Trump says he’s ‘angrier’ than ever as he tries to revive White House bid | donald trump

Donald Trump, the former US president, tried to pull his White House candidacy off the launch pad on Saturday, declaring himself “angrier” than ever as he became the first candidate to appear in the presidential campaign. 2024.

Trump drove through New Hampshire, which holds the nation’s first Republican primary, and was due to travel to South Carolina, seeking to shake off concerns about a lackluster campaign and “Trump fatigue” among voters.

“We need a president who’s ready to hit the ground running from day one and boy, am I hitting the ground running,” he told the New Hampshire State Republican Party’s annual meeting. “They [the media] said, ‘He doesn’t do rallies! He is not campaigning! Maybe he lost that step. I’m angrier now and I’m more engaged now than I’ve ever been. The remark drew applause and cheers from the audience.

Trump officially kicked off his run for the White House more than two months ago with an address at his Mar-a-Lago club in Florida that has been widely derided for its lack of brilliance or bluster.

Such is the humble nature of America’s primary system that on Saturday the former president, who used to fly in luxury on Air Force One with the world’s most impressive military at his disposal, found himself talking from a crude wooden desk in a high school auditorium. in Salem.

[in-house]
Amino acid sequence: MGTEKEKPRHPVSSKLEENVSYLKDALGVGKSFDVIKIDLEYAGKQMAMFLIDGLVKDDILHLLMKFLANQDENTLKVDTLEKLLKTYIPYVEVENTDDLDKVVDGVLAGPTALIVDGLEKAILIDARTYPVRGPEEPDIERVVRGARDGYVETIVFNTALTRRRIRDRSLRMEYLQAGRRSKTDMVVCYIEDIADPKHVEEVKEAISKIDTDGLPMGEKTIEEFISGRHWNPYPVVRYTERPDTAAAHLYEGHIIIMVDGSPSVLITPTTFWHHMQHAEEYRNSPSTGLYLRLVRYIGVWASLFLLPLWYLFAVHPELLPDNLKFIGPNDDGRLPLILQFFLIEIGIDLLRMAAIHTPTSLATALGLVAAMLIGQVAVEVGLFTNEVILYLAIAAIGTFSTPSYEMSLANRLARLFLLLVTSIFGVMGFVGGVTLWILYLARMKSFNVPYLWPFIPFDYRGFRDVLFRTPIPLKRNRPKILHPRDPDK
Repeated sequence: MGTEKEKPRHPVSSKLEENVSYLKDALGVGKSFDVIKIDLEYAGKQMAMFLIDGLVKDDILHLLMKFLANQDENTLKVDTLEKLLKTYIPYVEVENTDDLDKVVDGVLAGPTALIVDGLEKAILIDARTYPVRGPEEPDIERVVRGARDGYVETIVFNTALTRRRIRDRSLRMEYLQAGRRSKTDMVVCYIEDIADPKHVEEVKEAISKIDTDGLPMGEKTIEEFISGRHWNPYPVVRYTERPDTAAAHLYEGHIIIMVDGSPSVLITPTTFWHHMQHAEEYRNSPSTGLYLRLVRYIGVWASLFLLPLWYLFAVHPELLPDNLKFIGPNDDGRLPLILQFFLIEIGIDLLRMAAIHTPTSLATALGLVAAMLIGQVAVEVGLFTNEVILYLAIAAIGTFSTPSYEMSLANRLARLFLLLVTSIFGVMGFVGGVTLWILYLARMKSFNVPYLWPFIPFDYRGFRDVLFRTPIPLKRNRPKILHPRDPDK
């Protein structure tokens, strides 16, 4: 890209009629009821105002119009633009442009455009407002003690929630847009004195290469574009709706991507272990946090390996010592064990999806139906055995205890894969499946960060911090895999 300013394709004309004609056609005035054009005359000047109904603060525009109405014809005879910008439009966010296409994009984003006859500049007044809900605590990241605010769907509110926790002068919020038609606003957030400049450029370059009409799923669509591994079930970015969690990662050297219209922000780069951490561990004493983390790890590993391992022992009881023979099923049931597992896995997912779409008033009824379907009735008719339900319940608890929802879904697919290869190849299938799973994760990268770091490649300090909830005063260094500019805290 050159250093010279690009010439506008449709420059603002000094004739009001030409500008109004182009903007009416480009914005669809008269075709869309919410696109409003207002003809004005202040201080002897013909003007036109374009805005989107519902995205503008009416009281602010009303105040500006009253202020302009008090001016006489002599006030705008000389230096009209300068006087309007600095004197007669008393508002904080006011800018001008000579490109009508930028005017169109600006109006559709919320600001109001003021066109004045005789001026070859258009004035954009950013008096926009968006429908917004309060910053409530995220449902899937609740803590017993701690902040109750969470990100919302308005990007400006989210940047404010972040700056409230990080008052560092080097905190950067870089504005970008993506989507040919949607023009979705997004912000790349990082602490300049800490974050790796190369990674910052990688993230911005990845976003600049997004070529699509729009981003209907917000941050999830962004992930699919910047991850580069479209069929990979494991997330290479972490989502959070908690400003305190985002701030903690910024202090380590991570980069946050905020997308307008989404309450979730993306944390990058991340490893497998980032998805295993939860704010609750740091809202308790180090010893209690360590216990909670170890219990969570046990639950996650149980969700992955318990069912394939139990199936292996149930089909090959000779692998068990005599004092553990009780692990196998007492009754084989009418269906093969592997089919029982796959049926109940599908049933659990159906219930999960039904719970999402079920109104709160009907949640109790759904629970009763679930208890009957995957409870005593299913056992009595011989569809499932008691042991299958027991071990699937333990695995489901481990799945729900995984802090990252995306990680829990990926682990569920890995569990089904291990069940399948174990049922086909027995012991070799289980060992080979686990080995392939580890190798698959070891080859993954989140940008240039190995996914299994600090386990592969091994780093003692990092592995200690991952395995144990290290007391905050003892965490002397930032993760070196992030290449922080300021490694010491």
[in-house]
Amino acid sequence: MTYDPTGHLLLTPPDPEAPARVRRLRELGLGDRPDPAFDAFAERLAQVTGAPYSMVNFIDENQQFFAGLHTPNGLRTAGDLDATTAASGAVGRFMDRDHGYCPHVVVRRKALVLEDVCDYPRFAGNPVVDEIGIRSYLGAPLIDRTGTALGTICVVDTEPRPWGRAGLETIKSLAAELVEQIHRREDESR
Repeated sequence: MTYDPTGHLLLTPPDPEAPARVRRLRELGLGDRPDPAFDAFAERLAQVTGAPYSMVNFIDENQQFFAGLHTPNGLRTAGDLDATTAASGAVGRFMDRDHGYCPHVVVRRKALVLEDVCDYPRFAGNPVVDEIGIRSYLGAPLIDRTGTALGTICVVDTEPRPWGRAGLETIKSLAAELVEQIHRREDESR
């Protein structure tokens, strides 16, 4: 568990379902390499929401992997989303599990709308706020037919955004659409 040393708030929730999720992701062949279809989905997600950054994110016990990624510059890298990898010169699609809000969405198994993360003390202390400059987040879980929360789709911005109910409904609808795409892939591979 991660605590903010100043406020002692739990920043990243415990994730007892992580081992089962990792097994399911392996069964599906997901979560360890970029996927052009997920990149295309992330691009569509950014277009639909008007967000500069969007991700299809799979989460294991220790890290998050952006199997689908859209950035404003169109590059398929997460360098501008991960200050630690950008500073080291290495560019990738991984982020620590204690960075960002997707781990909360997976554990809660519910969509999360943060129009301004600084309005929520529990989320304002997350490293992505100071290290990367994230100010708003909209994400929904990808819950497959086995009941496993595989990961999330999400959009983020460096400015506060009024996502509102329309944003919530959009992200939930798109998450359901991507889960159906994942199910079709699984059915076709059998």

Later, he was to introduce his South Carolina campaign leadership team to the state capitol of Columbia, an unusual choice for a man who first ran for office as an anti-establishment outsider. pledging to drain the swamp.

Both events contrasted sharply with the exuberant rallies Trump tends to thrive in, suggesting an effort to show Republicans he can be a more disciplined, conventional politician when he wants. It’s a tough climb after four years of White House uproar and tweets that culminated in the deadly Jan. 6 insurrection at the United States Capitol.

But some things about Trump, now 76, don’t change. He entered the New Hampshire event to the sound of singer Lee Greenwood’s “God Bless the USA” and began with his usual dubious claim that there were thousands of people outside the crowded venue. He was quick to poke fun at Democrats with nicknames like “Crazy” Nancy Pelosi and “Cryin'” Chuck Schumer.